Cracks in the pavements and the plant life that inhabit them; derelict buildings which nature have taken over, railway bridges and weathered walls with their prevalence of buddleai, all signs of the power of nature over man’s attempts to cover the earth in layers of concrete and tarmac.
What if we could see underneath those layers, what would those root systems look like? Once you start to notice where nature makes its home places like wasteland, roadsides, roundabouts, pavements all become a fascinating source of inspiration.
My interest in derelict places and the ‘trace’ that we leave behind started this particular train of thought- a heightened awareness of the different textures in a road journey, old tarmac, new tarmac, eroded road paint and rusty drains. All of these make for a visual feast on the most ordinary of journeys. Then there’s the pavement- marks made by workmen with spray paint, cracks filled with moss, evidence of where we have been and a wondering about what would remain in the long term future if we no longer existed? Images from abandoned cities in Chernobyl where the trees and plant life have taken over…..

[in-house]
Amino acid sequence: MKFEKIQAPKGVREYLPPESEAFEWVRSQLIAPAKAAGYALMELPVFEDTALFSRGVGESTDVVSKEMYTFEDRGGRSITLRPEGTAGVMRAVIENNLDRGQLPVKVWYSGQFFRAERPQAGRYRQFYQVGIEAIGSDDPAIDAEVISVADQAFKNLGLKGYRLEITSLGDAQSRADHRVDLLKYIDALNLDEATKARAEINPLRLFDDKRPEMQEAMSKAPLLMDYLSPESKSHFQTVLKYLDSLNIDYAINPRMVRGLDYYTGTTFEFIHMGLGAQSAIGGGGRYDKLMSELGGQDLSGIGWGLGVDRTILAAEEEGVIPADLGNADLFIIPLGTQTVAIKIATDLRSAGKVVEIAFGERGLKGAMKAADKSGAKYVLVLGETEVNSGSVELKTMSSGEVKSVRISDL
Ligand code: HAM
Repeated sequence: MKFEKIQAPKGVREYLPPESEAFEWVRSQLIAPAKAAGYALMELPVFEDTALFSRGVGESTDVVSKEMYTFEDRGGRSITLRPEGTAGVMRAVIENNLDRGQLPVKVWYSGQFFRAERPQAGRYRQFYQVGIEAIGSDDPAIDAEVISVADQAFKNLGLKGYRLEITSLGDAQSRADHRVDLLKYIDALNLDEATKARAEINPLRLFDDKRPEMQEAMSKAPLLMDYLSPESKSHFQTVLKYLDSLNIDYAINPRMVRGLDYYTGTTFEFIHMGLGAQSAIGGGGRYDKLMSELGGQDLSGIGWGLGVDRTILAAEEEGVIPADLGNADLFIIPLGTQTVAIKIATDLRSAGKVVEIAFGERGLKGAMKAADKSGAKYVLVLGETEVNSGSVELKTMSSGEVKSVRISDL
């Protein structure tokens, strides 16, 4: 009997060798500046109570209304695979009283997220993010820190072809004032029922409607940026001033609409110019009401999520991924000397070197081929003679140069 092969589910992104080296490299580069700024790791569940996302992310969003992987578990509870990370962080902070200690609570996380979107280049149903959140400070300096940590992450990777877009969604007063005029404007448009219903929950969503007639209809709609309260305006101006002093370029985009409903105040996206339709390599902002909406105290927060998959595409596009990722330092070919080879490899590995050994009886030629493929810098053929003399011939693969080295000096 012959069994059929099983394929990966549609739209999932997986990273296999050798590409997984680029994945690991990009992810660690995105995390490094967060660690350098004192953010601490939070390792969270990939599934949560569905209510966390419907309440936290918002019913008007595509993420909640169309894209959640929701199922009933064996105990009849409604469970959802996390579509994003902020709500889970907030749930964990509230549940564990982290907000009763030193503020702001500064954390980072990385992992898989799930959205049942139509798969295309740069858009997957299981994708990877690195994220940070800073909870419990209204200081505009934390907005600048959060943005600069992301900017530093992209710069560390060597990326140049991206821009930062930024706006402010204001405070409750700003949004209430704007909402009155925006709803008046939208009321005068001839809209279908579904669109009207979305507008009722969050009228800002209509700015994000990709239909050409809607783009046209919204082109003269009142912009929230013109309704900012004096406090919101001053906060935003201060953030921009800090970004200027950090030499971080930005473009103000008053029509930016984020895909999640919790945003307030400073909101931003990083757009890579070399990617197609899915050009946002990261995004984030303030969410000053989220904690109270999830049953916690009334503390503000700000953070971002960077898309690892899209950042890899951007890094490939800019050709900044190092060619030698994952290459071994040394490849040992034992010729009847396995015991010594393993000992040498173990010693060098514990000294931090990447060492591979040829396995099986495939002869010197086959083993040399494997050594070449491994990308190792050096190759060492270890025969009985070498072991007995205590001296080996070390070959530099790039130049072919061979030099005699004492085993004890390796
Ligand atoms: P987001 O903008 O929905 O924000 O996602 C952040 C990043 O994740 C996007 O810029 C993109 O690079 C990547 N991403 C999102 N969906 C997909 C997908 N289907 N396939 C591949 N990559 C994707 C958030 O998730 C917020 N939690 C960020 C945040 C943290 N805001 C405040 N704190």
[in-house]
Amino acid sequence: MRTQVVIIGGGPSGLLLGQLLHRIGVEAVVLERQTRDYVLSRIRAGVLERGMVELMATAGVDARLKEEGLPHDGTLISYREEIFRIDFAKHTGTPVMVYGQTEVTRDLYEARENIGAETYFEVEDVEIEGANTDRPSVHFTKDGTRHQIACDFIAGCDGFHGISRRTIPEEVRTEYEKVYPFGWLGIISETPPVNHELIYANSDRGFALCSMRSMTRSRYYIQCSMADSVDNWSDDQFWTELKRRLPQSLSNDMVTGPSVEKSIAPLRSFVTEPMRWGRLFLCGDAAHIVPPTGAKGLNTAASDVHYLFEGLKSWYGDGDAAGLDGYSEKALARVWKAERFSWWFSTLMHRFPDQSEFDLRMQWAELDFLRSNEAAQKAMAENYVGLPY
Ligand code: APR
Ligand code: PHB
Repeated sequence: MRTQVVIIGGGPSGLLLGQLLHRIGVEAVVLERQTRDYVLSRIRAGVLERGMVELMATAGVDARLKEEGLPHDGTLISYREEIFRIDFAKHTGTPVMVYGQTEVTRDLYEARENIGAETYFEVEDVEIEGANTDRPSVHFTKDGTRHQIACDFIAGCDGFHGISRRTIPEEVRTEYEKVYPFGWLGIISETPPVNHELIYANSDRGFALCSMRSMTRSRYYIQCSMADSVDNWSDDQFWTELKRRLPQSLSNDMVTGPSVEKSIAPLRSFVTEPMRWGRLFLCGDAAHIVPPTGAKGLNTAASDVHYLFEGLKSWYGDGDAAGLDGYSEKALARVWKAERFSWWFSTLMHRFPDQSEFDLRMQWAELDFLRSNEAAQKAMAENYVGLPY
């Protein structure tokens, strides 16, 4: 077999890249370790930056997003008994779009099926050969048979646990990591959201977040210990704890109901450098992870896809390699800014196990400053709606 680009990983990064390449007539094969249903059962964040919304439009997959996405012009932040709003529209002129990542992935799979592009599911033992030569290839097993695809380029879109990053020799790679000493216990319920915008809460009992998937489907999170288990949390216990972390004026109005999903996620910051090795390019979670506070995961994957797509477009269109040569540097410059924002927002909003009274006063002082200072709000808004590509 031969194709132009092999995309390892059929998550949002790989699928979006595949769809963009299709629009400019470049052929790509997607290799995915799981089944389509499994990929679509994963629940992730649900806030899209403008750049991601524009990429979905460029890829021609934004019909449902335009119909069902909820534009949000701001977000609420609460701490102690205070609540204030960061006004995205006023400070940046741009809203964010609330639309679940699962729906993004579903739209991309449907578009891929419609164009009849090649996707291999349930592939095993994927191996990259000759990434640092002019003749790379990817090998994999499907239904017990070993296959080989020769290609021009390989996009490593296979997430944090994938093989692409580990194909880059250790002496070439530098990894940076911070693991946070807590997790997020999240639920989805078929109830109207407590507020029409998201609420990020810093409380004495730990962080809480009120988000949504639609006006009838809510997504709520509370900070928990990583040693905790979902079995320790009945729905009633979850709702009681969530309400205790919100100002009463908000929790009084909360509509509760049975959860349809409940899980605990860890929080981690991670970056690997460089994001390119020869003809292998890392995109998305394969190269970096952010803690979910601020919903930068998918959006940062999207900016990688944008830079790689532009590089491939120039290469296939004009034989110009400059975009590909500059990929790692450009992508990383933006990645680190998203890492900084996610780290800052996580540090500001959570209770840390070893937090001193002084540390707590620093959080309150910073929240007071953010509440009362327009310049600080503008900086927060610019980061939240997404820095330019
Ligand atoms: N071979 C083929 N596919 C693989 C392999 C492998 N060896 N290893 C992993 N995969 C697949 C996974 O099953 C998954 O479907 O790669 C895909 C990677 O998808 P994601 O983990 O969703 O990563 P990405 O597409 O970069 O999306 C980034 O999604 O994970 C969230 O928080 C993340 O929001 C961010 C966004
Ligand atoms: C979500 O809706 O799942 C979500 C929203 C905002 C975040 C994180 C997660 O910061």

So how to record these ideas? Concrete and casting to record the forms of the plant life, fossilising them almost- after all they are only ‘weeds’. But what if there came a day when even they were extinct?
Once your senses are heightened to noticing the colour and texture around you in everyday settings it is amazing how everything becomes a work of art. In the set of work I have made to explore the theme of nature v concrete I have used colours from man-made surfaces, playground asphalt, road lines, sprayed markings on pavements, weathered paint on walls, plus the black of tarmac, grey of concrete.
I decided to use petri dishes to begin my set of work, liking the links to fossilising or ‘making a sample’ of the plant forms that we disregard, elevating them into importance. Initial ideas were to cast the forms into the surface and apply colour afterwards, but as with all good plans, things changed as the process unfolded.
The resulting set of work has been photographed with the intention that these images will be printed as giclee prints and framed. The work itself will decompose over time and so is not permanent.